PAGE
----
BRUSSELS, Belgium — In the middle of a morning filled with Brussels-speak, the European version of the same language spoken by policymakers in Washington, there suddenly came a clear voice that boomed over the microphone with a Kalamazoo — i.e., Midwestern, or "flatlander" — accent.

"What the hell can you do to help us?" asked Luciano Cattani, executive vice president-international public affairs for Stryker (Kalamazoo, Michigan), who also is the vice chairman of the board for Eucomed, the European trade association for medical devices that organized the session, "Medical Device Value Day," as part of its MedTech Forum being held here this week.

Perhaps Cattani chose to be so blunt because it was a rare opportunity to put the question to two highly influential policymakers for medical devices, Ludovica Serafini, a European Commissioner responsible for the Directorate General (DG) for Research, and Sabine LeCrenier, the head of the unit responsible for medical devices with the DG Enterprises and Industries.

"We need help," Cattani said. "We have late payments, procurement price registries in Italy and soon in the Netherlands, and we are getting closer to a pharmaceutical model of regulations.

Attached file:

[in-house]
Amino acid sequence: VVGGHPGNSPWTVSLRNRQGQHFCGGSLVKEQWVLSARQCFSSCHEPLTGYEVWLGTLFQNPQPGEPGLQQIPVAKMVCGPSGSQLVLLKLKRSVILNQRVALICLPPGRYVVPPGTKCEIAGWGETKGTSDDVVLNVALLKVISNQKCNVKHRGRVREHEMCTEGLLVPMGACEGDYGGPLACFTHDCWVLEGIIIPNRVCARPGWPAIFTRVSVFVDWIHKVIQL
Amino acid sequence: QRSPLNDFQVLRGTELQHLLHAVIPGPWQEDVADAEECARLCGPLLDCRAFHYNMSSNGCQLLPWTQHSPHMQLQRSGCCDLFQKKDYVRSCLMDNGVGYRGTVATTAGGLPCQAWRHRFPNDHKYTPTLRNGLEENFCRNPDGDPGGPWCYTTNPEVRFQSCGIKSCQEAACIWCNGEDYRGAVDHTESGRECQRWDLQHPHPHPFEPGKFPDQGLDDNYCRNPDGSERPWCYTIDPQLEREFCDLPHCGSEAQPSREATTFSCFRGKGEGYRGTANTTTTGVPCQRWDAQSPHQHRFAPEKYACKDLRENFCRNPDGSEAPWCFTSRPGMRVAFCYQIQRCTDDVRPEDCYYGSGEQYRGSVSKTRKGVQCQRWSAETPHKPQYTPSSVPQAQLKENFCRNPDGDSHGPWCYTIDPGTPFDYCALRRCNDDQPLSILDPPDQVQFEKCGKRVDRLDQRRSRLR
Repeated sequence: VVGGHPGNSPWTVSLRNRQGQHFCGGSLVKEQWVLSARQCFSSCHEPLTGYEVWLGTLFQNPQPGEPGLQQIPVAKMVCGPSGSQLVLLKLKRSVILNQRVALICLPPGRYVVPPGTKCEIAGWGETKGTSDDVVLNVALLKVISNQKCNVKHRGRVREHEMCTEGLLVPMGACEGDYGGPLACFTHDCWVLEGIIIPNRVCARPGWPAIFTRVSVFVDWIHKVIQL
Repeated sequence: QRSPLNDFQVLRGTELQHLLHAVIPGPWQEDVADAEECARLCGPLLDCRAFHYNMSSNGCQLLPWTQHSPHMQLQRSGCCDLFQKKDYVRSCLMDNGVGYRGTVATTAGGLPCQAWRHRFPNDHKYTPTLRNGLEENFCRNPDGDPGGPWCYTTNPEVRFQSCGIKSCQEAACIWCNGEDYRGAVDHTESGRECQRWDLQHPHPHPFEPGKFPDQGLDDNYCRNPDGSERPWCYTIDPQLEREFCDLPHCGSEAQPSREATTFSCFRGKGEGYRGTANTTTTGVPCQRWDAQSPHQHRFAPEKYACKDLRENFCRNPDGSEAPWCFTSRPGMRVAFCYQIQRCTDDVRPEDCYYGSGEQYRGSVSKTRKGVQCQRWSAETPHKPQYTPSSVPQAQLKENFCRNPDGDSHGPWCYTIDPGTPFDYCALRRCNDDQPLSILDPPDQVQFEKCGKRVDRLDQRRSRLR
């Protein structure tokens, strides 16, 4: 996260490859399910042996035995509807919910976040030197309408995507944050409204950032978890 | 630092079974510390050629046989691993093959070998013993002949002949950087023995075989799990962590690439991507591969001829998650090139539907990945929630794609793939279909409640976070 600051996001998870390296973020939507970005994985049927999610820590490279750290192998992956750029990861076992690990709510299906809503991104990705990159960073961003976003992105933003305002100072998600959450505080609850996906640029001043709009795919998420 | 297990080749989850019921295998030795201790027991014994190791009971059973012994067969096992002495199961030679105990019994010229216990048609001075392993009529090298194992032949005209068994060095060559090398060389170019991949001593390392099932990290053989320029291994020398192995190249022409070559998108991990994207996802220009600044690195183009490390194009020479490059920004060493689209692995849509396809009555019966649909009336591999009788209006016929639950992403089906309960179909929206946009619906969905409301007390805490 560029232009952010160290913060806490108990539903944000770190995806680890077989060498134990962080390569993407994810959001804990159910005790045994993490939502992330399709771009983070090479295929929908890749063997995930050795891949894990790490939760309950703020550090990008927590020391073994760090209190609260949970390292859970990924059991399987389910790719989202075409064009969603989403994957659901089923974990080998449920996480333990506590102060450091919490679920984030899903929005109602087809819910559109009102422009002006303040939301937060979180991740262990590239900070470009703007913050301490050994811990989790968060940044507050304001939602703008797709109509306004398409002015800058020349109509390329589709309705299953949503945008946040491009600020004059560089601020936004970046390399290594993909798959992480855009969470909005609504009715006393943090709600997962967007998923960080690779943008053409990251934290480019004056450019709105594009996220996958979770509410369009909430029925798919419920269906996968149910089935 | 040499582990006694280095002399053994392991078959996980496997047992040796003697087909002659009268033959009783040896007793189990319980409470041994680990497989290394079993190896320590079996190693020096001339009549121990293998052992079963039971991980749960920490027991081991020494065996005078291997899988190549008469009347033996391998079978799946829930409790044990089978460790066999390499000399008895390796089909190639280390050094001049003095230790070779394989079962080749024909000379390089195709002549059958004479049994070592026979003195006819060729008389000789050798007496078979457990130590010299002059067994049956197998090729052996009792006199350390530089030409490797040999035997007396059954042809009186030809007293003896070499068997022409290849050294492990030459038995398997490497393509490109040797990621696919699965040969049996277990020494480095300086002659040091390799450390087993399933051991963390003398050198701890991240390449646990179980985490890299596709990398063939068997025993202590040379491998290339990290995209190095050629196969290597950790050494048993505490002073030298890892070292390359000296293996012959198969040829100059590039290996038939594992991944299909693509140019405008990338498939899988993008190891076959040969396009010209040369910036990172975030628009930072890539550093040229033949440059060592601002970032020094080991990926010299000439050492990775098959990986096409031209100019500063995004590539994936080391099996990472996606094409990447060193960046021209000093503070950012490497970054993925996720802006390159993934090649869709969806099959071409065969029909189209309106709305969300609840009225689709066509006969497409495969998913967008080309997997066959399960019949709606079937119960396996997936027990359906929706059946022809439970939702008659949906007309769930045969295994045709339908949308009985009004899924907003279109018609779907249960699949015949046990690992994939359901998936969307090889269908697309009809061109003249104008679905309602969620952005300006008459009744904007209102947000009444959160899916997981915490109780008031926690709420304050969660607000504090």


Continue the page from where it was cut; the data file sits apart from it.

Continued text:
"Everywhere we see a tightening and a severity toward medical devices," he continued, "and frankly, we do not see a light at the end of the tunnel."

The response from the representatives of the European Commission (EC) was polite and necessarily indirect as the EC has only soft tools available to influence the implementation of its recommended rules among the 27 member states.

LeCrenier said the role of industry is to provide information to the EC to help it achieve "a balanced approach," Brussels terminology for "reflection" of input from every possible interest group before issuing any statement, ruling or regulation.

"We need cooperation because we cannot know all your programs and products," she said, adding pointedly, "work with us in a constructive way."

Herb Riband, vice president for legal and external affairs for Medtronic International Trading (Tolochenaz, Switzerland), tried a different approach, saying "Thank you for taking up procurement and pricing. We need some best practices identified in this area, as they can impose barriers to access to medical technologies."

The exchange between the highest-placed authorities of Europe and representatives of companies with the highest market share for medical devices sold in Europe was the highlight of a session where Eucomed sought to bolster an evidence-based argument favoring a separate consideration of regulation for medical technology with the EC that suddenly this summer proposed grouping devices with drugs under the control of a single agency.

"We are having a better dialogue with the Commission on this issue," Cattini told Medical Device Daily following the session, when he had rediscoverd his Brussels voice.